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Author Topic: OCA's Bulgarian Diocese?  (Read 494 times) Average Rating: 0
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Nephi
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« on: August 28, 2013, 11:32:10 PM »

I've recently met a priest that's part of the OCA Bulgarian Diocese, and looking them up I realized they seem to overlap with other OCA diocese jurisdictions. How exactly did they come to be and why do they seem to overlap?
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« Reply #1 on: August 29, 2013, 01:57:19 AM »

They overlap, not "seem to".
« Last Edit: August 29, 2013, 01:57:36 AM by Michał Kalina » Logged
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« Reply #2 on: August 29, 2013, 06:05:02 AM »

Go to the website of the Orthodox Church in America "oca.org".  You'll see the OCA has 3 ethnic (for lack of a better word) dioceses; the Romanian Orthodox Episcopate (now Archdiocese); the Albanian Orthodox Archdiocese; and the Bulgarian Orthodox Diocese.  Each of these dioceses have territorial rights throughout the OCA's territory of North America. The Romanian Episcopate was integrated into the Russian Orthodox Greek Catholic Metropolia (the OCA's predecessor) in the early '60's as I recall, regularizing the consecration of Bishop Valarian (D. Trifa) a decade earlier, who was the choice for election to the episcopal seat of the Romanian Episcopate of America, but had been consecrated without the permission of the Church of Romania by bishops of a Ukrainian Orthodox church in the U.S. that was generally not in Communion with the Holy Orthodox Churches at the time.  Archbishop Nathaniel of Detroit succeeded Bishop Valarian and continues to lead the episcopate.  As the hierarch of highest seniority in the OCA Holy Synod, he has served on several occasions as the Locum Tenens of the OCA's primatial see during the several vacancies since 2008.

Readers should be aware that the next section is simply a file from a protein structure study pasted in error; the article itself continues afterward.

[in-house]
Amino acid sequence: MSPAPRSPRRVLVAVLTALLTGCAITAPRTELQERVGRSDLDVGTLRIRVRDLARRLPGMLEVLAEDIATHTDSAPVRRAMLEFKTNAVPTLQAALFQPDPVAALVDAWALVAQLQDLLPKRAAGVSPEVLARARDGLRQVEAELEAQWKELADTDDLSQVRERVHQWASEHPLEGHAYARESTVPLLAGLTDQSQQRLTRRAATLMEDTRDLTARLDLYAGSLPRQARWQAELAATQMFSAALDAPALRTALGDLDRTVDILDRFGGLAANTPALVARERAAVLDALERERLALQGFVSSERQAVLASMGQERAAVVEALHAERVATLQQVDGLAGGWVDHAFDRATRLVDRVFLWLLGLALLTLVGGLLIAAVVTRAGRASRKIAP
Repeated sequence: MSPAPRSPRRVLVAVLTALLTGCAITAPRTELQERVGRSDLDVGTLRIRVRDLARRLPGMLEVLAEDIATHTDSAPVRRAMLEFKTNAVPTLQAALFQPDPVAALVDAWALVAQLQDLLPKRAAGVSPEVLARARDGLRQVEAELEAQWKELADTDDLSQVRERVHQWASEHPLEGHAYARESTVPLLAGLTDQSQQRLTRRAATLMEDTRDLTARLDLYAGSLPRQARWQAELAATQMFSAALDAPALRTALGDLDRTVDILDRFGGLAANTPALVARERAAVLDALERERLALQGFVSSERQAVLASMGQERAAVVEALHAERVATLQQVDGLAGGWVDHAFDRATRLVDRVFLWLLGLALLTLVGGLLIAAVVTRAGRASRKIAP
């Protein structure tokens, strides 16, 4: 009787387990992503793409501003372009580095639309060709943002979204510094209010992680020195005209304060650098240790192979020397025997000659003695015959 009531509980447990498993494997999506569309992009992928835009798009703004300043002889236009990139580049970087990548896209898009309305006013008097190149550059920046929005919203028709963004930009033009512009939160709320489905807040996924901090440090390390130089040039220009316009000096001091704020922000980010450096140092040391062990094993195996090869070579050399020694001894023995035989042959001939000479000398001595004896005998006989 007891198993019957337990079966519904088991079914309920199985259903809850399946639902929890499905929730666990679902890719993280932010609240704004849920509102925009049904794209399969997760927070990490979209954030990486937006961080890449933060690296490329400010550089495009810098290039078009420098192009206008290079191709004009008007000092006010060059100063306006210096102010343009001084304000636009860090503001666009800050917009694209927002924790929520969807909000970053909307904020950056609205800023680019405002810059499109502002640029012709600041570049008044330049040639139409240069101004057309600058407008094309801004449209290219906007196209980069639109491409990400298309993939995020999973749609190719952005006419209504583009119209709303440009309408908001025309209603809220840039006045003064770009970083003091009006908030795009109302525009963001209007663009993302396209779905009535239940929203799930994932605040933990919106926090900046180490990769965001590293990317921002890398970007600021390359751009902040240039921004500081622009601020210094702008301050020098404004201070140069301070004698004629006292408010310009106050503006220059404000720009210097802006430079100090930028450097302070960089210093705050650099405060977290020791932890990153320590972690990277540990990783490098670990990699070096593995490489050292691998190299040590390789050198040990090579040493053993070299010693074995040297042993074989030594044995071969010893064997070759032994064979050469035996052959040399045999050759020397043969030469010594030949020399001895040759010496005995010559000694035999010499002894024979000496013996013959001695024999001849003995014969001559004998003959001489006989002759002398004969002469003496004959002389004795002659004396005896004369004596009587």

The Albanian Archdiocese had been without attachment to the Church of Albania, probably due to the Communist authorities in Albania, but I'm not sure why they were without attachment to a Holy Orthodox Church.  Their Archbishop Stephen Lasko was accepted into the OCA in the mid-1970's. His Eminence reposed not long thereafter and the primate of the OCA served as their "Locum Tenens" until Archbishop Nikon of Boston was consecrated as few years ago.

Later, (I think) the Bulgarian Diocese was formed by breaking away from the Bulgarian Orthodox Diocese that was attached to the Church of Bulgaria, again, due to Communism in Bulgaria and its hold on the administration of the church---I'm not familiar with the details of how the break away occurred.  That diocese was first affiliated with the Russian Orthodox Church Outside of Russia before withdrawing and submitting to the OCA.  Archbishop Kirill of Pittsburgh who reposed a few years ago was their diocesan hierarch throughout their history.  Their diocesan offices are in Toledo, Ohio.